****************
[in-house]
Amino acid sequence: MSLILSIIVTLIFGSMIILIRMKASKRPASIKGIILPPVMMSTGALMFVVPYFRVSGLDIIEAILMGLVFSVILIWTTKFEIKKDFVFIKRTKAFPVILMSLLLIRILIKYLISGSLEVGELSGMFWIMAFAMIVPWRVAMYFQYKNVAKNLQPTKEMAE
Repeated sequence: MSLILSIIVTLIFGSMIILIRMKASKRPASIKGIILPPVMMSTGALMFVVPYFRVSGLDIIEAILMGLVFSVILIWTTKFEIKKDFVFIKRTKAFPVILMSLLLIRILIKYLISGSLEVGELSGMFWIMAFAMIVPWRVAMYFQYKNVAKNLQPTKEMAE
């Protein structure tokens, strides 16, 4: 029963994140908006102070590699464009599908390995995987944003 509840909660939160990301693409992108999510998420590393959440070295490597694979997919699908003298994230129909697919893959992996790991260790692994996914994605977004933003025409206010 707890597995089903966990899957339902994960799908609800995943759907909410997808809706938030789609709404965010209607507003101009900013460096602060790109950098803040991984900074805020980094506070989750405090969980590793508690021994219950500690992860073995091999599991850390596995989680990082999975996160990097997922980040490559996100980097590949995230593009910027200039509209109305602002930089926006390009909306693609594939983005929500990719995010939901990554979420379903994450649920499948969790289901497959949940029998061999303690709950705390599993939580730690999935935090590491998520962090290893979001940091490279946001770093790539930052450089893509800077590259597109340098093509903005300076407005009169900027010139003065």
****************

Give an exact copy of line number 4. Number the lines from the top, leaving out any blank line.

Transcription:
């Protein structure tokens, strides 16, 4: 029963994140908006102070590699464009599908390995995987944003 509840909660939160990301693409992108999510998420590393959440070295490597694979997919699908003298994230129909697919893959992996790991260790692994996914994605977004933003025409206010 707890597995089903966990899957339902994960799908609800995943759907909410997808809706938030789609709404965010209607507003101009900013460096602060790109950098803040991984900074805020980094506070989750405090969980590793508690021994219950500690992860073995091999599991850390596995989680990082999975996160990097997922980040490559996100980097590949995230593009910027200039509209109305602002930089926006390009909306693609594939983005929500990719995010939901990554979420379903994450649920499948969790289901497959949940029998061999303690709950705390599993939580730690999935935090590491998520962090290893979001940091490279946001770093790539930052450089893509800077590259597109340098093509903005300076407005009169900027010139003065």